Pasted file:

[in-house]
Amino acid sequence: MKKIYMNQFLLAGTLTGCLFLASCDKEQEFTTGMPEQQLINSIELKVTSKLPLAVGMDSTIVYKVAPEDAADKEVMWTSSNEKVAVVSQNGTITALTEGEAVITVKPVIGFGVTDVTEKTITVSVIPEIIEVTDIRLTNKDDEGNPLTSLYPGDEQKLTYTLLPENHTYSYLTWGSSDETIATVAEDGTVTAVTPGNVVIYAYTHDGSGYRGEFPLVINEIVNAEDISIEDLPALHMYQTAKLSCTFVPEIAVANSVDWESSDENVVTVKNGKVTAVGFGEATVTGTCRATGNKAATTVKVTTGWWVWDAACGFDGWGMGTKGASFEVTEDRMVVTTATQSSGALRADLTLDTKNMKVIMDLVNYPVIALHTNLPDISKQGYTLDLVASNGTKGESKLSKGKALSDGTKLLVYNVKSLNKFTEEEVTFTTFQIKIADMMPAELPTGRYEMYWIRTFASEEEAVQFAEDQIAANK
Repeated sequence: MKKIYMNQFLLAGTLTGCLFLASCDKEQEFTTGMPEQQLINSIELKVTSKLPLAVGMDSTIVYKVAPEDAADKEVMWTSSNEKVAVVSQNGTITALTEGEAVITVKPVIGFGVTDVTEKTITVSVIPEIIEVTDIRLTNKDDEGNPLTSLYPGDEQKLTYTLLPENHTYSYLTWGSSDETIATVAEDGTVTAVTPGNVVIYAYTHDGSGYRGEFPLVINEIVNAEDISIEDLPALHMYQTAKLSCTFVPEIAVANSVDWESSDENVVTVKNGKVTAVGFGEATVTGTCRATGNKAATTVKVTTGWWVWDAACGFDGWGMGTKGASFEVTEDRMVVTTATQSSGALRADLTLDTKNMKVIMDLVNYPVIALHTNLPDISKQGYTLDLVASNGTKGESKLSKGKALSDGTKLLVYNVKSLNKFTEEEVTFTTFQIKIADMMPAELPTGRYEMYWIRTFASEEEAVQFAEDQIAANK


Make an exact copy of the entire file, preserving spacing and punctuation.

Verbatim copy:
[in-house]
Amino acid sequence: MKKIYMNQFLLAGTLTGCLFLASCDKEQEFTTGMPEQQLINSIELKVTSKLPLAVGMDSTIVYKVAPEDAADKEVMWTSSNEKVAVVSQNGTITALTEGEAVITVKPVIGFGVTDVTEKTITVSVIPEIIEVTDIRLTNKDDEGNPLTSLYPGDEQKLTYTLLPENHTYSYLTWGSSDETIATVAEDGTVTAVTPGNVVIYAYTHDGSGYRGEFPLVINEIVNAEDISIEDLPALHMYQTAKLSCTFVPEIAVANSVDWESSDENVVTVKNGKVTAVGFGEATVTGTCRATGNKAATTVKVTTGWWVWDAACGFDGWGMGTKGASFEVTEDRMVVTTATQSSGALRADLTLDTKNMKVIMDLVNYPVIALHTNLPDISKQGYTLDLVASNGTKGESKLSKGKALSDGTKLLVYNVKSLNKFTEEEVTFTTFQIKIADMMPAELPTGRYEMYWIRTFASEEEAVQFAEDQIAANK
Repeated sequence: MKKIYMNQFLLAGTLTGCLFLASCDKEQEFTTGMPEQQLINSIELKVTSKLPLAVGMDSTIVYKVAPEDAADKEVMWTSSNEKVAVVSQNGTITALTEGEAVITVKPVIGFGVTDVTEKTITVSVIPEIIEVTDIRLTNKDDEGNPLTSLYPGDEQKLTYTLLPENHTYSYLTWGSSDETIATVAEDGTVTAVTPGNVVIYAYTHDGSGYRGEFPLVINEIVNAEDISIEDLPALHMYQTAKLSCTFVPEIAVANSVDWESSDENVVTVKNGKVTAVGFGEATVTGTCRATGNKAATTVKVTTGWWVWDAACGFDGWGMGTKGASFEVTEDRMVVTTATQSSGALRADLTLDTKNMKVIMDLVNYPVIALHTNLPDISKQGYTLDLVASNGTKGESKLSKGKALSDGTKLLVYNVKSLNKFTEEEVTFTTFQIKIADMMPAELPTGRYEMYWIRTFASEEEAVQFAEDQIAANK